Saturday, October 8, 2011

Nobel Laureate

It is hard to be an instructor in psychoanalysis. It is a struggle to hold lightly to our theories while attempting to impart key psychoanalytic concepts, and while simultaneously hoping to co-create an open inquiry in the classroom in order to both model open inquiry and to facilitate the procedural learning of it. The comments this week of Isreali born scientist Dan Schechtman may have helped.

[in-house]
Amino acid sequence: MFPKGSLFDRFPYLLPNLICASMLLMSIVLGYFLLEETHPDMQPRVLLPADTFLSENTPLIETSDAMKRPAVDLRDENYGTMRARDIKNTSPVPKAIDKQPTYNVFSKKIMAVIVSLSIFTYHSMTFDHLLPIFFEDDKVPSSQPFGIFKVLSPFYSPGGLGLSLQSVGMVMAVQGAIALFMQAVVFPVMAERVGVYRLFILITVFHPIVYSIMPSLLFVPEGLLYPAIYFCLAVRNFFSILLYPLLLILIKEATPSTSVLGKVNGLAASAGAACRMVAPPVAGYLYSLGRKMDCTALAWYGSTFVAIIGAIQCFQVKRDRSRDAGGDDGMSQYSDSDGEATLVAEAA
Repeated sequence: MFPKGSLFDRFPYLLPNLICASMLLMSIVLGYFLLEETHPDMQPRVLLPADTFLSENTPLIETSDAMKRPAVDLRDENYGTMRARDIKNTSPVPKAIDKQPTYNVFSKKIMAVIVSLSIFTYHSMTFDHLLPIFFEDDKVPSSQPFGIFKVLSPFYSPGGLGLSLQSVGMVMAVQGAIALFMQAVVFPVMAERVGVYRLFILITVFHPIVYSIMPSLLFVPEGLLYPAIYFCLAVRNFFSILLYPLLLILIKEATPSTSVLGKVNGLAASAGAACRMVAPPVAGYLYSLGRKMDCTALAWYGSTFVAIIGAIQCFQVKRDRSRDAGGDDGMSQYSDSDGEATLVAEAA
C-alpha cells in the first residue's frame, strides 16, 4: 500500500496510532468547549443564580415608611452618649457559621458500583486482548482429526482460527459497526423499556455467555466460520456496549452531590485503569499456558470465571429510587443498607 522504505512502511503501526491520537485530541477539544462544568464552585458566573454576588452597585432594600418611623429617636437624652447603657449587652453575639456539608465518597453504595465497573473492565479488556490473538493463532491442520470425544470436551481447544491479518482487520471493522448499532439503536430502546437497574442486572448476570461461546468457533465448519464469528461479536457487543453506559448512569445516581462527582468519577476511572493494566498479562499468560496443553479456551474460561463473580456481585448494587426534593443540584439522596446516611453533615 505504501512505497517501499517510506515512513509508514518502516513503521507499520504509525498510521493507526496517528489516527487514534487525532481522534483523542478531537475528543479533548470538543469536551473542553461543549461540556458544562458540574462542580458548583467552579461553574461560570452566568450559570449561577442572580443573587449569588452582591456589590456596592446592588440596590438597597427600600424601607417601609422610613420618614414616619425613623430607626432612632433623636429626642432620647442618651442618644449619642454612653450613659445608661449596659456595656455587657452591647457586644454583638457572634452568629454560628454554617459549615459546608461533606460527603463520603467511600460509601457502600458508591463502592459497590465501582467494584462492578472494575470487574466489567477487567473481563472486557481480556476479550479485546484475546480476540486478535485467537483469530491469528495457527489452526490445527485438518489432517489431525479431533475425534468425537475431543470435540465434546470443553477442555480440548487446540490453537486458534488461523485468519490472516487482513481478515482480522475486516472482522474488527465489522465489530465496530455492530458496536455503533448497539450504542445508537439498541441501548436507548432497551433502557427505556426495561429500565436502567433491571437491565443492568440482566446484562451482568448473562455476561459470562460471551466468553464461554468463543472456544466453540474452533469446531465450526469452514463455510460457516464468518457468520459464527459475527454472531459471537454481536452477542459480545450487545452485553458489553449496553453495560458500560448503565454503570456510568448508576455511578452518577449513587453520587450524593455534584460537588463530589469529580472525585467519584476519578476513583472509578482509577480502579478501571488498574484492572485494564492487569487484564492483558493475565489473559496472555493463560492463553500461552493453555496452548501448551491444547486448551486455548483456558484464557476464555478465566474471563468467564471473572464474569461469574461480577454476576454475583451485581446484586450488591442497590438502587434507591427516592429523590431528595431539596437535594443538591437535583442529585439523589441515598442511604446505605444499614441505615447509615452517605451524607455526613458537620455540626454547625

Dan Schechtman, in 1982, described a new chemical structure “quasicrystals” which then defied the expectation that crystals are to be regular and repeating, and for this he lost his place on a US research team. In 1982 his idea was too unorthodox to be credible. Almost thirty years later, quasicrystals are being studied as a way to convert heat into electricity. Schechtman is not only vindicated, but honored when this week he was awarded the Nobel Prize in Chemistry.

Schechtman, now 70 years old, said about his work, “A good scientist is a humble and a listening scientist, and not one who is sure 100% in what he reads in the textbooks; and this is a lesson also to students to be open.”

No comments: